Full-time American workers still labor the equivalent of nearly an additional day each week, averaging 47 hours instead of the standard 40, according to Gallup Poll results released Friday.
Just 42 percent of full-time employees work 40 hours a week, the traditional total based on five workdays, Gallup said of findings it released ahead of the Labor Day weekend.
Nearly the same percentage — 39 percent — say they work at least 50 hours a week.
Almost one in five Americans, or 18 percent, said their workweek stretched 60 hours or more.
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“The 40-hour workweek is widely regarded as the standard for full-time employment, and many federal employment laws — including the Affordable Care Act, or ‘Obamacare’ — use this threshold to define what a full-time employee is,” Gallup said.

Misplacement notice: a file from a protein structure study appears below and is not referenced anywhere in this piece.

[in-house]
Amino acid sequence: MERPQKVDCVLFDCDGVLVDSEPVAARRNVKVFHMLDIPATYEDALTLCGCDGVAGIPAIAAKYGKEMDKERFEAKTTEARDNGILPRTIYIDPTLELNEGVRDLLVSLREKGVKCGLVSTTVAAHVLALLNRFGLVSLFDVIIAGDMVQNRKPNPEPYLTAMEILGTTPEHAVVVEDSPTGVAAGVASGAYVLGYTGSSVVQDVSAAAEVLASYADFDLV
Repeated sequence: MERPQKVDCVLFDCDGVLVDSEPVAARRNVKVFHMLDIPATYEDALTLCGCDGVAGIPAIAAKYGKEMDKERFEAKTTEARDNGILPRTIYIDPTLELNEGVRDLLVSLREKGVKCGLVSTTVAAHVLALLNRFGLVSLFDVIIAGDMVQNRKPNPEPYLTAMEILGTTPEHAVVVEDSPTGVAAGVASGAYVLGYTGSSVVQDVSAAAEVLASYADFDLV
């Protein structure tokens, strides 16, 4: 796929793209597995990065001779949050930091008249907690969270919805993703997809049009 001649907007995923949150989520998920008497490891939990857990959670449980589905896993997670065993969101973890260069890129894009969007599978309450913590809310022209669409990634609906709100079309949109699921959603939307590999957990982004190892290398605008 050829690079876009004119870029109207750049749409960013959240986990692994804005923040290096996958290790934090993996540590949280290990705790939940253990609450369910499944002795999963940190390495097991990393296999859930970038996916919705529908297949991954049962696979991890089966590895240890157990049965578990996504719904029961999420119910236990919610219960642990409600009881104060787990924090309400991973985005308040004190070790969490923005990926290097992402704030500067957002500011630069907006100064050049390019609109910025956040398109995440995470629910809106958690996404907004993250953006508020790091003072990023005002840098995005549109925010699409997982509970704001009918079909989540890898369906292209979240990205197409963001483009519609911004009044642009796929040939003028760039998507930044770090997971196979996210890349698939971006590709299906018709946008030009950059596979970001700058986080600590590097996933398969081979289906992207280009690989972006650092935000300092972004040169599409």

“However, barely four in 10 full-time workers in the U.S. indicate they work precisely this much,” Gallup said.
Salaried employees work an average of 49 hours a week, compared with 44 hours for people paid by the hour. A quarter of salaried workers said they spend 60 or more hours a week on the job.
The overall 47-hour average workweek has held roughly steady for 14 years, Gallup said.
But the percentage of workers with full-time employment now is 43 percent, down from about 50 percent before the Great Recession.
Part-timers are about 9 percent of the adult population, also consistent with poll results over the past 14 years, Gallup said.
The results are based on surveys of 1,271 adults in Gallup’s 2013 and 2014 Work and Education Survey.